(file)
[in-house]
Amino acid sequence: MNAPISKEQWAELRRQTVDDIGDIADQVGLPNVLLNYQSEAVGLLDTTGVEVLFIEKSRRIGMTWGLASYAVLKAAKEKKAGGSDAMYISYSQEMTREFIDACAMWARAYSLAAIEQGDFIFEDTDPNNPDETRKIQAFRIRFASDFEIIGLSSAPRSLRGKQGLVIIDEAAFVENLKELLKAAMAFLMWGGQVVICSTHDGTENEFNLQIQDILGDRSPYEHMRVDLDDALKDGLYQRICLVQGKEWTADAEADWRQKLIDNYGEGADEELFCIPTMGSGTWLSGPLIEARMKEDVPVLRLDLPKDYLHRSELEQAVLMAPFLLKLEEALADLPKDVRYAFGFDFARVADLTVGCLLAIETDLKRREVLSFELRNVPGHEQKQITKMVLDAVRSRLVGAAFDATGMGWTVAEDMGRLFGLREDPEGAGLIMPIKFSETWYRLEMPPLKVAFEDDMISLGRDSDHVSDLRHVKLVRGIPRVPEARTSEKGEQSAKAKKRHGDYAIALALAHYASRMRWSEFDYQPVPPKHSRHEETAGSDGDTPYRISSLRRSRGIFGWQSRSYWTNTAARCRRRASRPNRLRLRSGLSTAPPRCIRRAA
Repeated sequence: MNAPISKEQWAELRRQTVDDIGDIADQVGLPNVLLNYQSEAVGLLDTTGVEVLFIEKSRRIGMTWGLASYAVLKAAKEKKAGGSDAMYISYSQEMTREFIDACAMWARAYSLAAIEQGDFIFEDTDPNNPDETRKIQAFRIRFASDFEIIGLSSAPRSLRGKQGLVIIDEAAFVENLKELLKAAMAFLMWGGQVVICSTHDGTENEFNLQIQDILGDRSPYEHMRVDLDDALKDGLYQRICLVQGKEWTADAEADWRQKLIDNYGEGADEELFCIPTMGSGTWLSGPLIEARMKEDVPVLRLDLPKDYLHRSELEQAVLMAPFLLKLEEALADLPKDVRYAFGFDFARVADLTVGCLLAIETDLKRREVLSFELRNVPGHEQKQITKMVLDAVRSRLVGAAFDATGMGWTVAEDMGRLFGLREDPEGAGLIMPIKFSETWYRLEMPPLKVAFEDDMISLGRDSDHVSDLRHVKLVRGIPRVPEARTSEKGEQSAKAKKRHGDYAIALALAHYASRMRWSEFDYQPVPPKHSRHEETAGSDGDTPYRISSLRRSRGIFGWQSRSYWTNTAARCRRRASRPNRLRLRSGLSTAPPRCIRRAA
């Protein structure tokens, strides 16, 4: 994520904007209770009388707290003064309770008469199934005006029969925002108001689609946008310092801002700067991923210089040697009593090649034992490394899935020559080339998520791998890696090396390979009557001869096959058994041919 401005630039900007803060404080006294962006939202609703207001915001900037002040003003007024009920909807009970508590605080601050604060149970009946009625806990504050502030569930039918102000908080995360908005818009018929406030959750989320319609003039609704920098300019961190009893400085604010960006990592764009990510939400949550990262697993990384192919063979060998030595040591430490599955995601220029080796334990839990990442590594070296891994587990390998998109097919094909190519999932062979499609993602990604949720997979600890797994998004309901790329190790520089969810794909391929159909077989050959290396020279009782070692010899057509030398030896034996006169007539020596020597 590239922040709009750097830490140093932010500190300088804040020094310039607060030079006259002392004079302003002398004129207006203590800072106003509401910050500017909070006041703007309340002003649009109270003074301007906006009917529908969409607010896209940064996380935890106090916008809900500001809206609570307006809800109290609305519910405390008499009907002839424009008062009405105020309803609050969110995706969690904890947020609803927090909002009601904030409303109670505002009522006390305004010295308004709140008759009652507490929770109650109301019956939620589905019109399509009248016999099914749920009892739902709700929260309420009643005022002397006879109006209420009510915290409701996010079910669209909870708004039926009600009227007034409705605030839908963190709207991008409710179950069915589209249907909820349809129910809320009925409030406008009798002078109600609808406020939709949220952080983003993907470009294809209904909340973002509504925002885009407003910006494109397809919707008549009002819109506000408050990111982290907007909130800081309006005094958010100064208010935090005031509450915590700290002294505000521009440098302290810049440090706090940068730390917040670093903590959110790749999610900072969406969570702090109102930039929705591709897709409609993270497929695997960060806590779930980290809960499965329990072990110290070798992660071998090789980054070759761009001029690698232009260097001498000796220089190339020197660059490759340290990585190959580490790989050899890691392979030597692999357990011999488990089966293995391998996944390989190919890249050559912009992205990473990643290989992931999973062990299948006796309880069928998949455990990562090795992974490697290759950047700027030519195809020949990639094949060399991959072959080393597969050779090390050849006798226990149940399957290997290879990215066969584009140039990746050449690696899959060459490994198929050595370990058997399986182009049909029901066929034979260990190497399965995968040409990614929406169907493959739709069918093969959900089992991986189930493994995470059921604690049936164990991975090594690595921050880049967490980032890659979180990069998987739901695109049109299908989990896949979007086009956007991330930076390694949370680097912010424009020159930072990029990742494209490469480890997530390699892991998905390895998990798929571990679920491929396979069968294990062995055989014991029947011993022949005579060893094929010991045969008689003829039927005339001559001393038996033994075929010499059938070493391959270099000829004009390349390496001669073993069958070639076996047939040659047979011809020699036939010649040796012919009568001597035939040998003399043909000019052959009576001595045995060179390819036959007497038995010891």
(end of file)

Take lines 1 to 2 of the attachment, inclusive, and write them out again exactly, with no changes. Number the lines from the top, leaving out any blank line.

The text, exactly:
[in-house]
Amino acid sequence: MNAPISKEQWAELRRQTVDDIGDIADQVGLPNVLLNYQSEAVGLLDTTGVEVLFIEKSRRIGMTWGLASYAVLKAAKEKKAGGSDAMYISYSQEMTREFIDACAMWARAYSLAAIEQGDFIFEDTDPNNPDETRKIQAFRIRFASDFEIIGLSSAPRSLRGKQGLVIIDEAAFVENLKELLKAAMAFLMWGGQVVICSTHDGTENEFNLQIQDILGDRSPYEHMRVDLDDALKDGLYQRICLVQGKEWTADAEADWRQKLIDNYGEGADEELFCIPTMGSGTWLSGPLIEARMKEDVPVLRLDLPKDYLHRSELEQAVLMAPFLLKLEEALADLPKDVRYAFGFDFARVADLTVGCLLAIETDLKRREVLSFELRNVPGHEQKQITKMVLDAVRSRLVGAAFDATGMGWTVAEDMGRLFGLREDPEGAGLIMPIKFSETWYRLEMPPLKVAFEDDMISLGRDSDHVSDLRHVKLVRGIPRVPEARTSEKGEQSAKAKKRHGDYAIALALAHYASRMRWSEFDYQPVPPKHSRHEETAGSDGDTPYRISSLRRSRGIFGWQSRSYWTNTAARCRRRASRPNRLRLRSGLSTAPPRCIRRAA